Broadcom's efforts to acquire Qualcomm emerged as one of last year's most controversial business moves in mobile tech. Already both major players on the semiconductor scene, the idea of them condensing down to one firm fueled fears of monopoly-building. Even as Qualcomm rejected Broadcom's offers, the company didn't back down, and earlier this month we learned of plans to stack Qualcomm's board with some voices more amenable to the acquisition. Now, though, that's all a moot point, following an order from President Trump blocking the proposed takeover. Today Broadcom acknowledges that development with word that it's withdrawn its Qualcomm offer. Read More
Broadcom attempted to purchase Qualcomm back in November, in what would be the single largest takeover of a chipmaker ever. The initial offer was declined by Qualcomm's board of directors, as was every subsequent counter offer. In response, Broadcom attempted to replace some of Qualcomm's board, allowing the purchase to be finalized. After months of turmoil, the White House has officially blocked the acquisition with a new executive order. Read More
Despite being de facto leader of processors for desktops and laptops, Intel never made a large impression in the smartphone SoC market. The company spent around $10 billion attempting to compete with Qualcomm and other companies, but ultimately gave up in 2016. According to The Wall Street Journal, Intel is reportedly looking into purchasing Broadcom, assuming Broadcom's hostile takeover of Qualcomm works out. Read More
Chipmaker Broadcom has been vying to acquire Qualcomm—which makes the processors in a whole lot of Android phones—since November. Several offers have been made, and all of them have been rejected by Qualcomm’s Board of Directors. To get around this, Broadcom is trying to replace Qualcomm’s current board members. Qualcomm issued a statement Thursday urging shareholders to vote against the new board nominees. Read More
There's a pretty solid chance the phone in your pocket is powered by Qualcomm's silicon, and Broadcom wants a piece of that. Broadcom is so interested that it sent an unsolicited acquisition offer to Qualcomm last week. The chip maker acknowledged receipt of the offer, but today it officially announced that it's not interested. Read More
Qualcomm's been in the news quite a lot this year, for a lot of different reasons. Now, according to Bloomberg, it might be making headlines again soon. Broadcom Ltd. may be submitting an offer to Qualcomm to purchase the company in what would be the single largest takeover of a chipmaker ever. It's early, though, and no offer has yet been submitted to Qualcomm. Read More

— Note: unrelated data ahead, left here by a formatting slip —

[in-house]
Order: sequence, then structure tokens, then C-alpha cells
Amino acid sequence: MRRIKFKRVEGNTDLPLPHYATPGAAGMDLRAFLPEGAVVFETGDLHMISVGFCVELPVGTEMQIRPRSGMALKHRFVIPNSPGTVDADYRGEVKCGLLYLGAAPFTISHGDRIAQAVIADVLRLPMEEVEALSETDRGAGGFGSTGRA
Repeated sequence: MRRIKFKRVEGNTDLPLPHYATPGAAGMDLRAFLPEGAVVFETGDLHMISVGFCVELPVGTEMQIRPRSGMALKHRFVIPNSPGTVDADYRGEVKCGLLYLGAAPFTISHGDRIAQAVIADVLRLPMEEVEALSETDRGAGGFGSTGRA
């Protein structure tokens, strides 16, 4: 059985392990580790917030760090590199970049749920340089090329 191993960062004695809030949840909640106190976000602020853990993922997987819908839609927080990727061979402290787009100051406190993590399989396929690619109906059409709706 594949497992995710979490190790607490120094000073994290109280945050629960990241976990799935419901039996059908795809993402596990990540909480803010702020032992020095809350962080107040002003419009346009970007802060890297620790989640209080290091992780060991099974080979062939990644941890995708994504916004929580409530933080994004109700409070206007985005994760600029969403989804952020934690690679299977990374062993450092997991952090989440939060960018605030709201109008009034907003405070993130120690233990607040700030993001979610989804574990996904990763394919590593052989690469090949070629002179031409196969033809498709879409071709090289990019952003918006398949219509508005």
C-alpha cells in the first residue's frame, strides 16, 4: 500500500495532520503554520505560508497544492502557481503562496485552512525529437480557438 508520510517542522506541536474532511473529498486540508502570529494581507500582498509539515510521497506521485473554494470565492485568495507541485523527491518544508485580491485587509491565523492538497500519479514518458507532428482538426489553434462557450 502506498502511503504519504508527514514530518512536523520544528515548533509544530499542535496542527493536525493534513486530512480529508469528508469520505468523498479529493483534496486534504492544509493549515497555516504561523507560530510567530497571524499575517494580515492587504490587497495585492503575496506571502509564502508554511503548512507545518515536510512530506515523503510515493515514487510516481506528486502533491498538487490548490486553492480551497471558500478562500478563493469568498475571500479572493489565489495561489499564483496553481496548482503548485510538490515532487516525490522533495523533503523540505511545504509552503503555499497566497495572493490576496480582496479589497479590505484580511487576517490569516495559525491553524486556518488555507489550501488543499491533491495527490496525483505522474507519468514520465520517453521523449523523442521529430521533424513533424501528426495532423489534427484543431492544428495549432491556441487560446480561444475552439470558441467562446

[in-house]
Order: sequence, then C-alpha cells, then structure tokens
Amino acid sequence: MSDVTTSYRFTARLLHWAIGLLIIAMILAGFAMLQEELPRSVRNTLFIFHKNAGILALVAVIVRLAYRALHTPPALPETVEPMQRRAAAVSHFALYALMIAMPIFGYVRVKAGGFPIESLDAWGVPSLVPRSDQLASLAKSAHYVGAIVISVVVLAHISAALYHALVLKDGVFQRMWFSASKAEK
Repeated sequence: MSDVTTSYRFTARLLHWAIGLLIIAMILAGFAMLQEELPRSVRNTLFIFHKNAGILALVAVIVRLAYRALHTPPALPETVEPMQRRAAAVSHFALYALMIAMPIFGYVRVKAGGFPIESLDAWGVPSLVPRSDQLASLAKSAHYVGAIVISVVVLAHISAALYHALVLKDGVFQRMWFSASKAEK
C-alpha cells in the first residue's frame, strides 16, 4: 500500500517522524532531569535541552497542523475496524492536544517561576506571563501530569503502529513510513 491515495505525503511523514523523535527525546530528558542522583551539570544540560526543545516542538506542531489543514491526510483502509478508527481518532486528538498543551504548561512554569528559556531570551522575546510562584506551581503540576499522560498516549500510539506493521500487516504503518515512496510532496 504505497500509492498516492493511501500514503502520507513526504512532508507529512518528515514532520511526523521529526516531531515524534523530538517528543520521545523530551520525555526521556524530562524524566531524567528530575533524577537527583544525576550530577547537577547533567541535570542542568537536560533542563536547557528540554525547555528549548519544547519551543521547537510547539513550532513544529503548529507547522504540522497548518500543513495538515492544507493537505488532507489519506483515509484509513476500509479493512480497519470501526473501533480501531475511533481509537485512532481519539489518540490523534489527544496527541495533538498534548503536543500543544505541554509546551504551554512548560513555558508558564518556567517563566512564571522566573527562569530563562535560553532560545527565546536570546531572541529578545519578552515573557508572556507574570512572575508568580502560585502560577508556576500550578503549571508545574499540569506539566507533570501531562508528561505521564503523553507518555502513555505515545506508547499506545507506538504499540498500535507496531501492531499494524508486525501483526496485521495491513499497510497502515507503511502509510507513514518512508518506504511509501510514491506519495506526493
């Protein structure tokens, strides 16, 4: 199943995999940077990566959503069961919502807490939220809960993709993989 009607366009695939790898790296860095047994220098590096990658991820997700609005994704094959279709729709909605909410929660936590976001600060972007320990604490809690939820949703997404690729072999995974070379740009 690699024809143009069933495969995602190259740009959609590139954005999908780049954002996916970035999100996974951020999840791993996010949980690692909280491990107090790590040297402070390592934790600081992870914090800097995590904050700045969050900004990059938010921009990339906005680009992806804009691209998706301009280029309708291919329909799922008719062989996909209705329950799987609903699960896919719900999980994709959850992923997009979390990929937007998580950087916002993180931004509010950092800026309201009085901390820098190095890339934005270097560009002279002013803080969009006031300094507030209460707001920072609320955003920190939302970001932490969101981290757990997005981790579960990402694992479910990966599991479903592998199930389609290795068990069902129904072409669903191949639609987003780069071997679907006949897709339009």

We of a certain age remember the days before WiFi was widespread. It sucked. Now, there's a wireless network on every corner bringing you all the wonders (and horrors) of the internet. They can also bring you something else: hacks. A researcher from Google's Project Zero security team has revealed an exploit for Broadcom WiFi chips that can allow an attacker to execute code on your device. They just have to be on the same WiFi network as you. Read More
Broadcom, an innovative player in the communications semiconductor business, announced yesterday their new family of NFC chips, affectionately called BCM2079x.
The corporation seeks to aid in making NFC as widespread as technologies such as Bluetooth and Wi-Fi by introducing the 40nm chip which is said to consume 90% less power than current NFC chips, and utilize "field power harvesting" to gain power from the environment.
Making the chip even easier for manufacturers to integrate, Broadcom's new line has slashed the number of components needed to build the chip, and reduced board space requirements as well.
The new line of NFC chips also adds some innovative features making it a versatile element, including the ability to pair with Broadcom's Bluetooth and Wi-Fi components, integration of transaction-based Application ID routing, and multiple single wire protocol interfaces. Read More
The other day I was reading a great roundup of projected and wanted features in the upcoming Android 2.2 Froyo release, over at AndroidAndMe. The author, Taylor Wimberly, was going over what he thought was likely to be included next and then mentioned something about the Nexus One that instantly intrigued me. He said:
I spoke with Google’s Eric Tseng during CES and he told me there were many secrets left in the Nexus One that we would discover later.
Could it be that Google has loaded Nexus One with unactivated, hidden features, making the crowd favorite device into Pandora's box? Read More